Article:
You can watch a video of the helmet running different patterns below. (Warning: music). When you’re done with that, why not LED all the things: from Infinity Mirrors to LED Sneakers.
Hackaday writer [Ryan Fitzpatrick], aka [PlatinumFungi], recently put together this amazing Metroid Power Suit helmet as a prop for a [Mike n Gary], on youtube. How amazing is it? This image is an actual photograph of the helmet! It’s being modeled by [Kelly Johnson], who built a power suit costume for a previous Halloween. But she never made a helmet, which makes sense to us. After all, how are you supposed to talk to anyone while wearing a helmet? Practicality aside, it is a delight to walk through the fabrication process.
[Ryan] started with a motorcycle helmet, making paper templates based on images from the game. After he had a reasonable road map for the work that needed to be done he started cutting away the parts which he didn’t need. The ‘beak’ on the front was then fabricated from paperboard, with the fins on the side sculpted from rigid foam. But there’s still a lot of work to be done from that point. Sure, the internal lighting and colored visor are necessary touches, but it’s the paint job and ‘distressing’ steps that make this look so realistic.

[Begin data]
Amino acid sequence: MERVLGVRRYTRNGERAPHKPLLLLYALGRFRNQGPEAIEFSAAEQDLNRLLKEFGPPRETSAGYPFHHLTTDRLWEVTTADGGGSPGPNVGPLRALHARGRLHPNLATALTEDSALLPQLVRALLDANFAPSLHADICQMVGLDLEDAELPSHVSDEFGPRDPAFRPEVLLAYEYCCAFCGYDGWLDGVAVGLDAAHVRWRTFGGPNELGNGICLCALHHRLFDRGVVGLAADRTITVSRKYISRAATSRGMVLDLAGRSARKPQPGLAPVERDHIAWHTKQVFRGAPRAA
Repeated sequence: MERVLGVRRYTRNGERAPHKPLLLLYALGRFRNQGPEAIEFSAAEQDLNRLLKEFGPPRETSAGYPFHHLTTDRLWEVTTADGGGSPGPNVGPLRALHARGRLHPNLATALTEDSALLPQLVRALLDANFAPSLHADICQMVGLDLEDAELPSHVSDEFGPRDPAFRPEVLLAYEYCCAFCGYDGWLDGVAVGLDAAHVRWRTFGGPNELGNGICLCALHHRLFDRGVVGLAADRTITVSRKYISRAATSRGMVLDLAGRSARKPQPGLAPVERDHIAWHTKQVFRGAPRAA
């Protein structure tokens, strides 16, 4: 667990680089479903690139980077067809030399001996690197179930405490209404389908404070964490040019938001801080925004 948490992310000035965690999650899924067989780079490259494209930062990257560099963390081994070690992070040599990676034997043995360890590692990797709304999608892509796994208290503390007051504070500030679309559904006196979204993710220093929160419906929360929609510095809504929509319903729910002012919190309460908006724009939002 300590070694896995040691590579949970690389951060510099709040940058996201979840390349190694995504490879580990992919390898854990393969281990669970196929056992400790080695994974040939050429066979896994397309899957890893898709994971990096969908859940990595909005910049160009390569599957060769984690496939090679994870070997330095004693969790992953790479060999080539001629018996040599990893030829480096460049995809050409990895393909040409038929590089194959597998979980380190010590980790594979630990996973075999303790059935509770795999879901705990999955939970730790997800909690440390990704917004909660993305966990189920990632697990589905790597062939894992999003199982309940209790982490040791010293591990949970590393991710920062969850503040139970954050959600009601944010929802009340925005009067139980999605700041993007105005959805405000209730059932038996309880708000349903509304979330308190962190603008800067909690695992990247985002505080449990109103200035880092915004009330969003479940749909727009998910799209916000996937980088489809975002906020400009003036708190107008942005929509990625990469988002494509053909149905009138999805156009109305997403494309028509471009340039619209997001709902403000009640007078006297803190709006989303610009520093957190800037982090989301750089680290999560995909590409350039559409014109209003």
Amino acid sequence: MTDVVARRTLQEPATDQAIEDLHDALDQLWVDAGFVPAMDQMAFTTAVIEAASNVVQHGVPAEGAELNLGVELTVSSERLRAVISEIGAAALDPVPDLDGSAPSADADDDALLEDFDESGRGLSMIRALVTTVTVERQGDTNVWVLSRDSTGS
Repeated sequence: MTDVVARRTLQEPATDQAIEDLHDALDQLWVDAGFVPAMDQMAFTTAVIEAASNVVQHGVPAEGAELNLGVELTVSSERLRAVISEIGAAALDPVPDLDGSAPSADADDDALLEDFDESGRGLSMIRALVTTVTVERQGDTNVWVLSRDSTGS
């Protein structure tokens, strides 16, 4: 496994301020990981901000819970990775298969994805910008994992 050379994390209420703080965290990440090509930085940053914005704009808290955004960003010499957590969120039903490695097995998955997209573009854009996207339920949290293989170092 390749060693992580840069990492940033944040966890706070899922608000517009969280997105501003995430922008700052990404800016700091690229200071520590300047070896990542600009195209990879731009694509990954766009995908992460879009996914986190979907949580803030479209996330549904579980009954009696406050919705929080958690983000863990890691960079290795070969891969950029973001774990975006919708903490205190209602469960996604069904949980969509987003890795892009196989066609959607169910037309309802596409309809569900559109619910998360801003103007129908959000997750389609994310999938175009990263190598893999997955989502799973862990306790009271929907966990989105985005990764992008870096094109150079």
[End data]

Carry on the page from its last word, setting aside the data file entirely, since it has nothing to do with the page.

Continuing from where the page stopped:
Looks like we’ve exceeded his bandwidth due to the tons of pictures he had of the process. Check out the video after the break.
This motorcycle helmet was heavily altered to accept all of the hardware that goes into driving that huge array of LEDs. [Brian Cardellini] built it to wear at burning man. He claims to have been in over his head with the project, but we certainly don’t get that feeling when we see the thing in action. It’s light on build details, but there are plenty of demo shots in the video after the break. The animation and fading action really gets started about a minute and a half into it.
One of the early frames of the video is a shot of the parts order webpage. Since it’s an HD clip we were able to glean a few bits and pieces from that. It includes a MAX7219 LED Display Driver and fifteen 25-packs of Blue LEDs. Now that chip is a great choice, and one of the later shots shows two of them on breakout board driven by an Arduino. The look is very clean since he carved out most of the helmet’s padding to make room for the electronics.